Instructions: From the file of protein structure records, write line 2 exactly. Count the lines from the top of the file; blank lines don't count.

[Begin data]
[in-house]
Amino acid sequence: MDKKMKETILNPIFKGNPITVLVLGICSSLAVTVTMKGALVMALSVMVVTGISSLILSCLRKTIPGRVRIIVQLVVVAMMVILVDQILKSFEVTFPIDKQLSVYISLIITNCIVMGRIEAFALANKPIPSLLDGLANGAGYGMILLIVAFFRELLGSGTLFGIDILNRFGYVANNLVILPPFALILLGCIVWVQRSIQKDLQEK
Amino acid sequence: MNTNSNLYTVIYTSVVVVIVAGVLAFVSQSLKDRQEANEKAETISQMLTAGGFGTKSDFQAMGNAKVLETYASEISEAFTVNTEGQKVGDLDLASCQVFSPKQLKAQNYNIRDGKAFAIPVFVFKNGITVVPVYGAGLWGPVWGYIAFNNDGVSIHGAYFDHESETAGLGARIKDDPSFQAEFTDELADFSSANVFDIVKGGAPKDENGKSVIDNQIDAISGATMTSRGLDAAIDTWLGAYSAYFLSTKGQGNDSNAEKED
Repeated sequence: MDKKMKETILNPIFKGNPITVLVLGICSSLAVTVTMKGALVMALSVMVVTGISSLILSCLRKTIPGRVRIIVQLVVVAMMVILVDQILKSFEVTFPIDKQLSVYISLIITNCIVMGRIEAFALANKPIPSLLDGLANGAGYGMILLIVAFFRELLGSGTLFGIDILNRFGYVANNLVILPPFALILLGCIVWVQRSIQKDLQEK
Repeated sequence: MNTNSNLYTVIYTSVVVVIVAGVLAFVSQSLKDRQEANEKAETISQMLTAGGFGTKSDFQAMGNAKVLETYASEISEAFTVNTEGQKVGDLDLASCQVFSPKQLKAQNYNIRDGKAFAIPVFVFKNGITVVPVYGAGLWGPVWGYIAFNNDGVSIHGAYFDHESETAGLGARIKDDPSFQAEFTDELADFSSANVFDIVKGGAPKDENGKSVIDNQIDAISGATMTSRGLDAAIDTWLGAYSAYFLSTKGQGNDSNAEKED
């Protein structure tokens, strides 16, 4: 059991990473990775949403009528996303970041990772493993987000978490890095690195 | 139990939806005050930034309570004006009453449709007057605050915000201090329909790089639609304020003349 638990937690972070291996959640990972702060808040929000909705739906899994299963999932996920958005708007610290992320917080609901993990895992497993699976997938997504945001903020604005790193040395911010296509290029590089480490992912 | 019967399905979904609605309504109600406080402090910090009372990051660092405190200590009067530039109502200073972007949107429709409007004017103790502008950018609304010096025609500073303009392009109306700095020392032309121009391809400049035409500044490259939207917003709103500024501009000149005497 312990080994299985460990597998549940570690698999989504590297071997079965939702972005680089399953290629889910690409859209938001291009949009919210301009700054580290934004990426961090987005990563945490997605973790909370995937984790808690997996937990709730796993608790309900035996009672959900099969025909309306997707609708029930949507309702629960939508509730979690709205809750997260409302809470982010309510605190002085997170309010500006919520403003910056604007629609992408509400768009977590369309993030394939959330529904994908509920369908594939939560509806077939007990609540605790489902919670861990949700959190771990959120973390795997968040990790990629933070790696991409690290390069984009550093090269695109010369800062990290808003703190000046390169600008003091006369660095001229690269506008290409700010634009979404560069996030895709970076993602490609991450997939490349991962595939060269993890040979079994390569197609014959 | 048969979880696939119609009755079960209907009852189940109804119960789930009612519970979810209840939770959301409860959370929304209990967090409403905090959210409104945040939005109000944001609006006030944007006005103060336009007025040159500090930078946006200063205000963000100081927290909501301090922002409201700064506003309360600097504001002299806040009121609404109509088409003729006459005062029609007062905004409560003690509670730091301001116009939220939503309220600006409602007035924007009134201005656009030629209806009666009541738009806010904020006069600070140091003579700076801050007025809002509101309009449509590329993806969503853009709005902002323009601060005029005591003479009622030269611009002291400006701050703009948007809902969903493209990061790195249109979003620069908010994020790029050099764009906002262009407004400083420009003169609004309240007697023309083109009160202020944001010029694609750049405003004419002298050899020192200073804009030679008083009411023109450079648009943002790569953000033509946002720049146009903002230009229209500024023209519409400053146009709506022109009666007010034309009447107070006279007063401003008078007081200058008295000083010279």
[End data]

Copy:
Amino acid sequence: MDKKMKETILNPIFKGNPITVLVLGICSSLAVTVTMKGALVMALSVMVVTGISSLILSCLRKTIPGRVRIIVQLVVVAMMVILVDQILKSFEVTFPIDKQLSVYISLIITNCIVMGRIEAFALANKPIPSLLDGLANGAGYGMILLIVAFFRELLGSGTLFGIDILNRFGYVANNLVILPPFALILLGCIVWVQRSIQKDLQEK